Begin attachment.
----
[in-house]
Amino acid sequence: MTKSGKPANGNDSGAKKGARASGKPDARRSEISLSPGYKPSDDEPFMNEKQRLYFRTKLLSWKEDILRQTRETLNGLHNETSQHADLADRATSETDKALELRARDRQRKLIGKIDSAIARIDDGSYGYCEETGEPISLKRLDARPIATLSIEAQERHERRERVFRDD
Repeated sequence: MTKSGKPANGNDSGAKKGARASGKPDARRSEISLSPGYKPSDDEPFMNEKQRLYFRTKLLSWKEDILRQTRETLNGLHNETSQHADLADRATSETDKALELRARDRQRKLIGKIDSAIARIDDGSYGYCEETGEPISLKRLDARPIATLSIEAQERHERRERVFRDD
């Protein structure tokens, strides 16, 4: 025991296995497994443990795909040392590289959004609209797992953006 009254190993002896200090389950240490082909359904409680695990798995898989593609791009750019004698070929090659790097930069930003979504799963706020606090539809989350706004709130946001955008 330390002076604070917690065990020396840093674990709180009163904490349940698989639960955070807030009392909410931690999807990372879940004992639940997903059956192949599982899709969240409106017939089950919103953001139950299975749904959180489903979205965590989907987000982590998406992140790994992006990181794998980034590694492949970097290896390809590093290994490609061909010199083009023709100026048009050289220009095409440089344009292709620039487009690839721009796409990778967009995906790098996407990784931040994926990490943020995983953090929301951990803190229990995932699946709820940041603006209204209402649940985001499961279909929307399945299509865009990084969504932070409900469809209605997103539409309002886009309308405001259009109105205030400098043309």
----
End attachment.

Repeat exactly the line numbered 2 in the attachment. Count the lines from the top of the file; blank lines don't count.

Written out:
Amino acid sequence: MTKSGKPANGNDSGAKKGARASGKPDARRSEISLSPGYKPSDDEPFMNEKQRLYFRTKLLSWKEDILRQTRETLNGLHNETSQHADLADRATSETDKALELRARDRQRKLIGKIDSAIARIDDGSYGYCEETGEPISLKRLDARPIATLSIEAQERHERRERVFRDD